The pace of change in media is accelerating and the stakes are higher than ever. Don’t look back, instead focus smartly on the year ahead. Here are 3 top trends and issues to keep in mind as the calendar rolls into 2016.
Block that ad
One of the most disruptive technologies to hit the media landscape since the mass migration to digital platforms, ad blocking will redefine the marketing and advertising industry in 2016.
According to one recent survey by Digital Content Next, one-third of Internet users said they’re ‘very likely’ to install an ad-blocker within the next three months. This is no ordinary challenge; this is a tsunami. Ad blocking will affect advertising significantly and undercut the revenue of digital publishers as the technology gets easier to install and adjust. The short of it is that the consumer doesn’t want your damn ads.
However, for brands and marketers willing to clean house and invest in creating content that audiences don’t want to block, ad blocking could be an opportunity. Consumers respond well to quality content. Those who get ahead of the pack in doing so will have the best chance to thrive.
VR — back to the future
Virtual reality has been around for quite some time, but has never really achieved widespread popularity. Expect this to change in 2016.
Why? Last year, Facebook completed its purchase of Oculus, the leading maker of virtual reality headsets that have been a hit with gamers. Facebook’s move gave Oculus more exposure than ever. Now, an increasing number of content providers are moving in.
The New York Times has embraced virtual reality within its news graphics department and has used it to present the news in a new way. For example, readers can get a 360-degree view of memorials created in the wake of the terrorist attacks in Paris last month, together with voices of the mourners and a narrated explanation.
Meanwhile, the technology continues to filter into the mainstream in other ways. Netflix has created a virtual reality app, and is promoting it as a new way to watch movies. The app was made for the Samsung Gear VR headset, which was developed together with Oculus. Samsung Gear VR is now sold in T-Mobile stores for $99, and is compatible with at least four of Samsung’s mobile phones.
These new takes on reality will hold is not just for the tech-savvy audiences. These takes on reality are ready for mainstream consumption.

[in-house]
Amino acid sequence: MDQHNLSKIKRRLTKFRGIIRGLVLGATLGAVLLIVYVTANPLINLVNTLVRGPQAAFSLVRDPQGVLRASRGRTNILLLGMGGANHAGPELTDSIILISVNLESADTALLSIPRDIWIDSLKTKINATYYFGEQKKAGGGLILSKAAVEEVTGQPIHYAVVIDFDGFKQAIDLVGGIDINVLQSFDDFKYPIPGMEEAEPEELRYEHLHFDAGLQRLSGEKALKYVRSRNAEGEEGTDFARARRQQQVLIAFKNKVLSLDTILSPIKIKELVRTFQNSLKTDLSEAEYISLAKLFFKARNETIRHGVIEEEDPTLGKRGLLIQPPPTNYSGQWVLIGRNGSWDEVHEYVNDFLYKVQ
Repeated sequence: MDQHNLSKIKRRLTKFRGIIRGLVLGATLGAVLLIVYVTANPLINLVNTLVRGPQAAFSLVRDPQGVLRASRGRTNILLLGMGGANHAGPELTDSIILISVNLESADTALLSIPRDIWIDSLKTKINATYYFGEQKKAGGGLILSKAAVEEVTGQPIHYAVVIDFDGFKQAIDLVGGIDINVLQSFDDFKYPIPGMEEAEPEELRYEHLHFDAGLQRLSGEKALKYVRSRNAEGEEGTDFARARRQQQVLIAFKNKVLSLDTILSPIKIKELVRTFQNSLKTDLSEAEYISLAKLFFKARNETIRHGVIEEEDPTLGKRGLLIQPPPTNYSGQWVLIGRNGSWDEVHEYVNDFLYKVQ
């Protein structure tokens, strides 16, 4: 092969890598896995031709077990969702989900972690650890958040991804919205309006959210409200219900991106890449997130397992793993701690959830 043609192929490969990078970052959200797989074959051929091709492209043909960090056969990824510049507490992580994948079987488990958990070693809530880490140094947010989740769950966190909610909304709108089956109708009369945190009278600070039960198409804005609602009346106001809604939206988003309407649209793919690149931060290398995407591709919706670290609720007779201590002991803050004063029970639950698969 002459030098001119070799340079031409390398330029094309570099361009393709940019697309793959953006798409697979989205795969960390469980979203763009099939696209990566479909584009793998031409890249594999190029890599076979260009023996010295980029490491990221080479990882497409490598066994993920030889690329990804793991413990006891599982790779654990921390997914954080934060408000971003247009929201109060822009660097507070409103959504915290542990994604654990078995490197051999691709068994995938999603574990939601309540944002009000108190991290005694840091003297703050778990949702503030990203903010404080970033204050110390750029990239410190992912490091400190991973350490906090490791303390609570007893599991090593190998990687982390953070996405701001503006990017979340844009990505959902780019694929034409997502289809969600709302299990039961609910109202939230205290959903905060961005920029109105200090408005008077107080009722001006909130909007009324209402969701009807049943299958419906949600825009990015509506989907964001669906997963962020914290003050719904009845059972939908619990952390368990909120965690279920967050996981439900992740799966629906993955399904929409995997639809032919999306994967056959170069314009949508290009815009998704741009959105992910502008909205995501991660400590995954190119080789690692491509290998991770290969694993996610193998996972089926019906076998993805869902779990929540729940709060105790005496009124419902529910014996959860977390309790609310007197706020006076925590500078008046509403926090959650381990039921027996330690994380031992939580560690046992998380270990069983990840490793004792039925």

The unreachables in Dark Social
Data and analytics have limits.
We know that consumers don’t communicate with brands the same way they communicate with their friends. They share experiences, thoughts and preferences with friends over email, text or other chat services, and there’s no way to pull data from this very rich environment known as “dark social.”
Programmatic marketers RadiumOne estimates that 69 percent of all sharing takes place through dark social channels. Venture capitalist and widely respected securities analyst Mary Meeker estimated that pure-play mobile messaging apps like WhatsApp, WeChat, and Snapchat make up 6 out of 10 of the most-used apps globally.
An item shared one-to-one on dark social often carries more weight than a share on a social media network to all of a person’s friends. What’s a marketer to do if they’re being left out of the most influential conversations, especially when there’s more pressure to prove ROI? According to a research report by Venture Beat, brands plan to increase spending on marketing analytics by 73 percent over the next three years.
BuzzFeed has made it easy to share its stories via a WhatsApp sharing button. The Guardian recently hosted a real-time WhatsApp chat during the December 14 Republican debate in the U.S. It’s a matter of time before brands pile in because the buzz around these channels has surged as WhatsApp active user base has risen to 900 million.
Messaging apps are an untapped pool for greater brand involvement. However, consumers want to share stuff with their friends and not you, Dear Marketer.
Dark social is too big to ignore. Brands must continue experimenting with these channels and learn where and how the consumer is willing to let them in.
All of these developments, taken together, represent an endgame of sorts for consumers – abetted by opportunistic tech entrepreneurs – who have made clear that they won’t waste another 10 seconds waiting for your marketing message to end.
Latest posts by /newsrooms (see all)
- Ad Blocking, Virtual Reality, Dark Social: What brands need to know for 2016 - December 22, 2015